4. Goatcheese

    Goatcheese Nightmare Over

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    So much for all the reports that Houston was way over the cap last year? :toropalm:
     
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  5. Jackie Chiles

    Jackie Chiles Hall of Fame

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    Yeah I get a kick every time I hear John McClain say we were $20 mil over the cap last year. Ummm, why do they even call it a salary cap then? Its like that Seinfeld scene when he is trying to get a rental car.

    John McClain: "The Texans were $20 million over the cap last year."

    Fan: "But the salary cap keeps teams from spending over the salary cap. Thats why you have the salary cap."

    John McClain: "I know why we have a salary cap."

    Fan: "I don't think ya do."


    http://www.youtube.com/watch?v=dSZYsyrP3Co
     
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  6. Dutchrudder

    Dutchrudder COOL BEANS!

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    That has only come out of Mr. John McClain's mouth as far as I know, and he claims the Texans were 20 million over the cap last year. John McClain has a reputation for being incorrect on all sorts of things and can be considered an unreliable source at this point. When he first said that, I saw it posted around this board several times, but no one had any actual info to back it up, just his quote. I would gladly put money down that says the Texans are not anywhere close to 20 million over the cap.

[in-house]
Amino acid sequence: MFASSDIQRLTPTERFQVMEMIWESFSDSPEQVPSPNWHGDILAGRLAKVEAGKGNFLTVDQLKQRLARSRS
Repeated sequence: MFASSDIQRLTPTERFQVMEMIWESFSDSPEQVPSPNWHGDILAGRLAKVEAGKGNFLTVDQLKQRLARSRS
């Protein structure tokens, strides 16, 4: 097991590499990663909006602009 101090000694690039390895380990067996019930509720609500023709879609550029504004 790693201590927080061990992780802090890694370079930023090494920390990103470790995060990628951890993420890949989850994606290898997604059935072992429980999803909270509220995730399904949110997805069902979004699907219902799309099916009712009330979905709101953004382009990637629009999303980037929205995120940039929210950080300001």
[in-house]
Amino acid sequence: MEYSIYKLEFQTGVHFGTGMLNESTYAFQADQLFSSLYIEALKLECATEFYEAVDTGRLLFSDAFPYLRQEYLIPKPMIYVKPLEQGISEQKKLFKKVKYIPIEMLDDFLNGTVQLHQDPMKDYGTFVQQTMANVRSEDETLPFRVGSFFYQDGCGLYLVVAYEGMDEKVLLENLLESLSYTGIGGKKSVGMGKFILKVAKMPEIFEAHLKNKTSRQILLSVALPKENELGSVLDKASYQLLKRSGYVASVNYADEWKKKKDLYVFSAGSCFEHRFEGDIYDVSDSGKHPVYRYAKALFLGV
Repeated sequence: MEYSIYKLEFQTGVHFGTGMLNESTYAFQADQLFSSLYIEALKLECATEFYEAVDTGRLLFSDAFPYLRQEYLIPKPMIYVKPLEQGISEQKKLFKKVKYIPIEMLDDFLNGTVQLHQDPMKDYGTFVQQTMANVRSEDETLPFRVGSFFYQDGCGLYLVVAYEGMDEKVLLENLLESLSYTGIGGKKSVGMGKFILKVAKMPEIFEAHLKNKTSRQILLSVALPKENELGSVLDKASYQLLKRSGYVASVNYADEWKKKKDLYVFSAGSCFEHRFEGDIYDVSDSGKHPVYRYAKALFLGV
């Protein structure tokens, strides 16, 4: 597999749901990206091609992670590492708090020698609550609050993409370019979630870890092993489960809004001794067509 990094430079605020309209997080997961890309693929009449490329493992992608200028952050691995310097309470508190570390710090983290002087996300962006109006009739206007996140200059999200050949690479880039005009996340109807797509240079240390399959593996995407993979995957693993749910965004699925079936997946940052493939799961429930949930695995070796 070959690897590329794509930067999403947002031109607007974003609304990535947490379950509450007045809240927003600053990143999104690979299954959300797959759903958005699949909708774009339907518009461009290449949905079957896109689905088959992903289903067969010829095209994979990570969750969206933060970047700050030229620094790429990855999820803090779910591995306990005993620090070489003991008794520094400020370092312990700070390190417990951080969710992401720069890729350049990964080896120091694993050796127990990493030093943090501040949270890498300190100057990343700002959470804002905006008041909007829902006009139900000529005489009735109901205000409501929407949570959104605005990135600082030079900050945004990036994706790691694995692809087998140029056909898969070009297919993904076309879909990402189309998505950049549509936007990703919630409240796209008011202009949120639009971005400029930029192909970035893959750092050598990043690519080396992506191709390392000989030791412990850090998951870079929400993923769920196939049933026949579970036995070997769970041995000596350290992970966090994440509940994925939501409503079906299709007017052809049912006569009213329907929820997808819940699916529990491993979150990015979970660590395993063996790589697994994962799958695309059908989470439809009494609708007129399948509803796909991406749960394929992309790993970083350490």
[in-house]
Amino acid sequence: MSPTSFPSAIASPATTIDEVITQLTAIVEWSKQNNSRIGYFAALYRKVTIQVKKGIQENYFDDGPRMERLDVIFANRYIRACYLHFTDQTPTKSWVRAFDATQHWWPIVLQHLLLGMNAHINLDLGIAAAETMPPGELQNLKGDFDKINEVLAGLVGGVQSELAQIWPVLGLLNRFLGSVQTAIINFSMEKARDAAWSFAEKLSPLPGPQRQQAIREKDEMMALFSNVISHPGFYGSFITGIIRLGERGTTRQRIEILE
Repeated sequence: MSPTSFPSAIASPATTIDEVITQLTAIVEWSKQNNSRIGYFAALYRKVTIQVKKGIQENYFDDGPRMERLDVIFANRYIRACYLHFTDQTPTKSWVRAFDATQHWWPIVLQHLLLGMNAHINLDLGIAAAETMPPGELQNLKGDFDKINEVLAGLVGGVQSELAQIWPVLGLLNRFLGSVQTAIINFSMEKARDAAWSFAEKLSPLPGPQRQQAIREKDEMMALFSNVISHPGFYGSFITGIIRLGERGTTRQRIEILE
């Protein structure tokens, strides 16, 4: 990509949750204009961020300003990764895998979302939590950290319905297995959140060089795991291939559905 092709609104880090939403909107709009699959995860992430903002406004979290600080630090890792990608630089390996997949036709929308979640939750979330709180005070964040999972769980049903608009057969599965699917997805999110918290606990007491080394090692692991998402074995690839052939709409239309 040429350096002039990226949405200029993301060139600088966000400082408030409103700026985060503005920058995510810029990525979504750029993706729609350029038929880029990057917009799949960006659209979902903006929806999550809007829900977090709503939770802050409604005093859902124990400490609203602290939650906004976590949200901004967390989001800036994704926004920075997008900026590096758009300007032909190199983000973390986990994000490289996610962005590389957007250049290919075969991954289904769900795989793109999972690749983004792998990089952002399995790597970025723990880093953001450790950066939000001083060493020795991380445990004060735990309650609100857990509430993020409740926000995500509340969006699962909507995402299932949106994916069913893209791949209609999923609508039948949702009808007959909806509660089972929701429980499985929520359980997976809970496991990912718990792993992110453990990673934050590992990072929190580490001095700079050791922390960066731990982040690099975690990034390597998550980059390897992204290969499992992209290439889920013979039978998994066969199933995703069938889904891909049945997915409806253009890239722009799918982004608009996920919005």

The Texans' 1.08 million sounds reasonable, and it makes sense given the reports of them being 2.2 million under the cap before the Mason trade and the signing of Turk, Delhomme and Garcia.
     
  7. thunderkyss

    thunderkyss Salem Poor